Windows in Time

By ColourWeaver

Hoy and the Old Man...

Many people gathered for the ferry, regulars and tourist alike, some with cameras and some just happy to take in the spectacle of watching Eider Ducks doing their morning preening in the mirror-like waters of Houton Ferry Port.

On the ferry I meet up with Colin who was leading a group of 60 plus year old walkers on a Walking Holiday around the Orkneys and the Shetlands. I was invited to walk with them, if I could catch them up! The challenge was laid down, but I was not aware that we would be walking from different points on the hill at Rackwick Bay, which is on the far side from where the ferry berths at Lyness. When did I catch them up? When they stopped for lunch at the Old Man of Hoy, over looking the sea-stack that two climber were ascending.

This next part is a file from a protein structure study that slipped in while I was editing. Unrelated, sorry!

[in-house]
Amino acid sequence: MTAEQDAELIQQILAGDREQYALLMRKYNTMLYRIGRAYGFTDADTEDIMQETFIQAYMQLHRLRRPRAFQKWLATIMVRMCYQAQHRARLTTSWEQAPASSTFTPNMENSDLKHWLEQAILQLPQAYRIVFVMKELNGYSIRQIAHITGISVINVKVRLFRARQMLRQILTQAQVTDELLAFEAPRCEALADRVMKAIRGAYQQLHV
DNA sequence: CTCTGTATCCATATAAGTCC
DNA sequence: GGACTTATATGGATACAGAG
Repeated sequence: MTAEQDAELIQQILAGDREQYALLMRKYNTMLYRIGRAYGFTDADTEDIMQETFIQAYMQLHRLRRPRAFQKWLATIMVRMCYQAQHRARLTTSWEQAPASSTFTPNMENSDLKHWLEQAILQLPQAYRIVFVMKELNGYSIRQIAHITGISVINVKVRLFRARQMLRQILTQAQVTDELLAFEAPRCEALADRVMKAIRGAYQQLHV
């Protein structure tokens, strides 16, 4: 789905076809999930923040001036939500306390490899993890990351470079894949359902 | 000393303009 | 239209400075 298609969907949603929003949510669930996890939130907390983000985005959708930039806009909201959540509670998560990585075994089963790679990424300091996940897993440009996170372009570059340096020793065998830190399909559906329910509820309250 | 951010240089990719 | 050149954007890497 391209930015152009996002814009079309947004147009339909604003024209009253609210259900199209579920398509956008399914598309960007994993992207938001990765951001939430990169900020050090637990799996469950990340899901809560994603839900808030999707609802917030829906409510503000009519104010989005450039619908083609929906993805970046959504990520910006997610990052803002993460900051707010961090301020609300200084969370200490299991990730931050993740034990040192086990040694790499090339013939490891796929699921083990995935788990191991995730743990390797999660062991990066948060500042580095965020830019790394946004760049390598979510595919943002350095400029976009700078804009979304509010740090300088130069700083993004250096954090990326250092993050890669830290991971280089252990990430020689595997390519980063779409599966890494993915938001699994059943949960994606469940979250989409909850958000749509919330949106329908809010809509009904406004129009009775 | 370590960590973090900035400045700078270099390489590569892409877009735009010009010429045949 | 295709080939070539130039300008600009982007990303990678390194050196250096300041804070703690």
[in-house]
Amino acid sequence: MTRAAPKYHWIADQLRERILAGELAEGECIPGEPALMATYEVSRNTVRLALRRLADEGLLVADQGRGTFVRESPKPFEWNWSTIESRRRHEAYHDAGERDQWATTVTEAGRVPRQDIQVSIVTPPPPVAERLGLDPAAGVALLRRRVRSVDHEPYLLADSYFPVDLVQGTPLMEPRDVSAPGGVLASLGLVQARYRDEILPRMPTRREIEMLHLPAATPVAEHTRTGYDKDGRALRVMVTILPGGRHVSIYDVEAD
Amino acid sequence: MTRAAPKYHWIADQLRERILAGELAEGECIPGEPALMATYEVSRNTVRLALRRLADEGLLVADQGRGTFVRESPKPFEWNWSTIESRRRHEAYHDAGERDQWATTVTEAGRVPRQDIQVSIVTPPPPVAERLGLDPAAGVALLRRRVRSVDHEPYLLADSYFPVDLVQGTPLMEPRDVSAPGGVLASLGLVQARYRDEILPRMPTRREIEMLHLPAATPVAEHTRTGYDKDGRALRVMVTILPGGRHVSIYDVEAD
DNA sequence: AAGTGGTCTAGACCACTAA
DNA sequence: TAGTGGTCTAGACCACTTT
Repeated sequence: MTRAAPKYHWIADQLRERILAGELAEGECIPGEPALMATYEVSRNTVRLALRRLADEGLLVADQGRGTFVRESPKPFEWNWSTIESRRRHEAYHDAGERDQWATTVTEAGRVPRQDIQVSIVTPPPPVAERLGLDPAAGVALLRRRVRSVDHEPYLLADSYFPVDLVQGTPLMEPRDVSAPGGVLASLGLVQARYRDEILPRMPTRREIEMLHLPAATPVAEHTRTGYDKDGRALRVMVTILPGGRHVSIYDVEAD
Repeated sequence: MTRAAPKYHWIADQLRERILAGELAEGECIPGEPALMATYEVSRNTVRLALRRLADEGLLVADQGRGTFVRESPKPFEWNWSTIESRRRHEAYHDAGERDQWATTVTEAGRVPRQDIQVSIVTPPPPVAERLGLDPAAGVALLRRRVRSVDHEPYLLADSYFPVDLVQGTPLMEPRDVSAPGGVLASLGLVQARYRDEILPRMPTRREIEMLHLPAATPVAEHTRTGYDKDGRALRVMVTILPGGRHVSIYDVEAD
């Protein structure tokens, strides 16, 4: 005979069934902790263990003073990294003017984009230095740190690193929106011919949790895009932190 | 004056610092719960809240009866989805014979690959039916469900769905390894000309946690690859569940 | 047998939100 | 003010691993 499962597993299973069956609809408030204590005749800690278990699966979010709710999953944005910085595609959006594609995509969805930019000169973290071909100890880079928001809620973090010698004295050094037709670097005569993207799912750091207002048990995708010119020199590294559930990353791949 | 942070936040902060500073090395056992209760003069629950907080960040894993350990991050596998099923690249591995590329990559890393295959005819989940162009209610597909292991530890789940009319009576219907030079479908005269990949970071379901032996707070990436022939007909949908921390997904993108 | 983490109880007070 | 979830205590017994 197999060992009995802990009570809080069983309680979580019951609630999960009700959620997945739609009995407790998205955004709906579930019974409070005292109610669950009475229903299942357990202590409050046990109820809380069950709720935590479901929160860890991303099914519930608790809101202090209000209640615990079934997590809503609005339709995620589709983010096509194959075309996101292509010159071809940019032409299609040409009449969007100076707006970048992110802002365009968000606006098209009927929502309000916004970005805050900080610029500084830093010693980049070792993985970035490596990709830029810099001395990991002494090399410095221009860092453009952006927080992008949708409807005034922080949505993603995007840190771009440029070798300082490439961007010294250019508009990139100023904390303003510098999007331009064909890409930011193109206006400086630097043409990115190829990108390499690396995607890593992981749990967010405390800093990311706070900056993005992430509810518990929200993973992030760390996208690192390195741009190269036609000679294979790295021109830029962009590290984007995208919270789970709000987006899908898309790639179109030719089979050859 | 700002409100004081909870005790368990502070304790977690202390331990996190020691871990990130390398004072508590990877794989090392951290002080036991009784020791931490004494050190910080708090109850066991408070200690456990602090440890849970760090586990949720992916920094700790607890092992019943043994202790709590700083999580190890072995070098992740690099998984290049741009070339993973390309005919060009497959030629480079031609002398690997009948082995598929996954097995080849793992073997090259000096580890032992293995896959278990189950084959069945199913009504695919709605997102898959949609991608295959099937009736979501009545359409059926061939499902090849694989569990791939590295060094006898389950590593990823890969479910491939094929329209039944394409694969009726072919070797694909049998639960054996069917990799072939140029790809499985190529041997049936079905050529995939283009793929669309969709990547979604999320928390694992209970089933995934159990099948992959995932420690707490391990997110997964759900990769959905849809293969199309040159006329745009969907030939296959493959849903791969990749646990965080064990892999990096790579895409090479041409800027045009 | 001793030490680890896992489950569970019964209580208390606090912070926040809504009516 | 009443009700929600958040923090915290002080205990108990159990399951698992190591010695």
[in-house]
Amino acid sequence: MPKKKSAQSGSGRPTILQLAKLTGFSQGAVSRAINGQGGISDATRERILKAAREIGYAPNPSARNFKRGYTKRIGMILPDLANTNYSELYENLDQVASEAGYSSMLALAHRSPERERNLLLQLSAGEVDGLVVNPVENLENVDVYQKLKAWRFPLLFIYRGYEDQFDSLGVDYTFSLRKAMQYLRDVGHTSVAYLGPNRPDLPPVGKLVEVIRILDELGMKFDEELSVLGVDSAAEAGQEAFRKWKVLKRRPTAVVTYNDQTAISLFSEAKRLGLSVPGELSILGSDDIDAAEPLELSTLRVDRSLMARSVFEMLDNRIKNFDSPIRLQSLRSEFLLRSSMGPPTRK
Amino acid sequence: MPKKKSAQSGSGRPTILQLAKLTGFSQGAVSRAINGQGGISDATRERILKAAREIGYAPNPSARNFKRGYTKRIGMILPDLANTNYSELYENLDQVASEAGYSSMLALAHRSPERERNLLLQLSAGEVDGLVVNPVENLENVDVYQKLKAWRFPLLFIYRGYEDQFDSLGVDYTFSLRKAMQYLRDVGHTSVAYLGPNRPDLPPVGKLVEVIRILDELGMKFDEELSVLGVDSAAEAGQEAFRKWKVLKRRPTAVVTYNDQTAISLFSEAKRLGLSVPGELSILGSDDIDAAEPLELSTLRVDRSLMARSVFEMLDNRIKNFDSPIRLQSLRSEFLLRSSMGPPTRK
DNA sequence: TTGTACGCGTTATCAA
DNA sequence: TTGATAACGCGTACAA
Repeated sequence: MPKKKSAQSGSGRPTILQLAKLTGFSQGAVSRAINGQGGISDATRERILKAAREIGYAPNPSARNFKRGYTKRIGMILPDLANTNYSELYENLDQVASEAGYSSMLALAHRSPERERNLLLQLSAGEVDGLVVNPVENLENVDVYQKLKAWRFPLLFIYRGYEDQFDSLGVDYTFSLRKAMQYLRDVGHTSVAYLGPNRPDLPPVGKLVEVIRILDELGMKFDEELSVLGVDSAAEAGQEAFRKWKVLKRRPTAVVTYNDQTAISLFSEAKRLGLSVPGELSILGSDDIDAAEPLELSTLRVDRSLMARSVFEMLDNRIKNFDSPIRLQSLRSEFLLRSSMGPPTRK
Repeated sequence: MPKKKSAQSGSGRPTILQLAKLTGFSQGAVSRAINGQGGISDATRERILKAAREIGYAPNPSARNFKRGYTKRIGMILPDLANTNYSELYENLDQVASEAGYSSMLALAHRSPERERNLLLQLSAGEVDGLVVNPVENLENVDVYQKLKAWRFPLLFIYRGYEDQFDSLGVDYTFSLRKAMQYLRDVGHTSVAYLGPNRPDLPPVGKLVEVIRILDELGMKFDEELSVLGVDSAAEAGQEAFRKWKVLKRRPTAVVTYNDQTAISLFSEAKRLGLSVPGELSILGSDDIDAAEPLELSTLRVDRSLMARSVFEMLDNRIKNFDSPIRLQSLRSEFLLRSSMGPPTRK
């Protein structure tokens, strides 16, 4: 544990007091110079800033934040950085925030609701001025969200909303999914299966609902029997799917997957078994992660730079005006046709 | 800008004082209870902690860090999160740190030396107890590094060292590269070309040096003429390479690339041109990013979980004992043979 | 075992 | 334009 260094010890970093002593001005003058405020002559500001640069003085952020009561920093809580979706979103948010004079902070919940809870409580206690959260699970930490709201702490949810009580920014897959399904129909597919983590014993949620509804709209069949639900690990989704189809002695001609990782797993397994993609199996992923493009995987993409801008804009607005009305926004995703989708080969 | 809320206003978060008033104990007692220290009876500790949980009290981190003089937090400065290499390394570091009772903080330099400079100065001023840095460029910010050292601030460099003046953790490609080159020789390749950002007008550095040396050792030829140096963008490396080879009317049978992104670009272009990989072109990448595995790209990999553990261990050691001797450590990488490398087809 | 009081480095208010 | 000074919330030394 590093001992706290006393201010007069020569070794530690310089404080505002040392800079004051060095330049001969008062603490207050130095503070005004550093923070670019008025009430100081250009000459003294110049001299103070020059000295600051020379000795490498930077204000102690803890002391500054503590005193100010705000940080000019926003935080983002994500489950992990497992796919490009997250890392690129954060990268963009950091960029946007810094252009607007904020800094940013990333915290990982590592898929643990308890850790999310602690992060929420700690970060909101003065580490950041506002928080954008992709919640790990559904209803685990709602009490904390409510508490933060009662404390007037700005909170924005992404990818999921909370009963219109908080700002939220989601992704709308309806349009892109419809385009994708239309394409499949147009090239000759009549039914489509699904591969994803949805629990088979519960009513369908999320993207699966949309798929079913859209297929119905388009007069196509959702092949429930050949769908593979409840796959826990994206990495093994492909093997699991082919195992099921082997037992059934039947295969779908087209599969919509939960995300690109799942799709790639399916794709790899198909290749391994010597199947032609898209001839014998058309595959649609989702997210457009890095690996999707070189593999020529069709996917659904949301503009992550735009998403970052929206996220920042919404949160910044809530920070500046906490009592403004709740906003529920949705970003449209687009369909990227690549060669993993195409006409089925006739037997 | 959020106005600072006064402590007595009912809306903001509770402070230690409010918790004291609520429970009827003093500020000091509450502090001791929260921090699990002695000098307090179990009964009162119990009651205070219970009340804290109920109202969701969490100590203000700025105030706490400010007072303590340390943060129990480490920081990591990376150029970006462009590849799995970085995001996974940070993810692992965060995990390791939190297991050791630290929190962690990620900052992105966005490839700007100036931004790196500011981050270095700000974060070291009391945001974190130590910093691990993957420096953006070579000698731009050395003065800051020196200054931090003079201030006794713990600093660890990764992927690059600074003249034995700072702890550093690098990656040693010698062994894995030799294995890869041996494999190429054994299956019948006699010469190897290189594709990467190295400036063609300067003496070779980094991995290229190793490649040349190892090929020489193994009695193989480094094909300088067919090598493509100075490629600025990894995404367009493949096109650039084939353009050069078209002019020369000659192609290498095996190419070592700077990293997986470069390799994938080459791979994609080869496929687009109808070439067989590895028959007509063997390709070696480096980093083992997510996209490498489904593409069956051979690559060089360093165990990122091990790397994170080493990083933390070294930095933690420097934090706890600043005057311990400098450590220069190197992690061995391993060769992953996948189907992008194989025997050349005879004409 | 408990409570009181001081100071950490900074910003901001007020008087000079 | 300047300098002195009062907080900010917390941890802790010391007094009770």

The walk was not one where you could admire the view for long as the path was rather a boulder littered path, you just needed to watch where you putting your feet and good walking boots was a must have on this amble. There was a sign that said ‘Dangerous Cliffs’ and they were only about twenty foot away, so I found myself involuntary walking on the right-hand side of the path. As I walked I saw for the first time a large mottled brown seabird, which I later learnt was a Great Skua.

Lunch was with the thirteen sixty-plus year walkers and talked about life, the church and Police Chaplaincy with a lady, whose son was training for ministry in Cambridge for the Church of England and Police Chaplaincy in Warwickshire. In total there were thirty-five people and one dog visiting the Old Man of Hoy today.

On my way back to pick up the ferry at Lyness, I paid my respects to Betty Corrigall’s grave, and also the Lyness Naval Cemetery, of World War One and Two. By 1940 over 12,000 and civilian personal were stationed here in this part of the Scapa Flow.

Sign in or get an account to comment.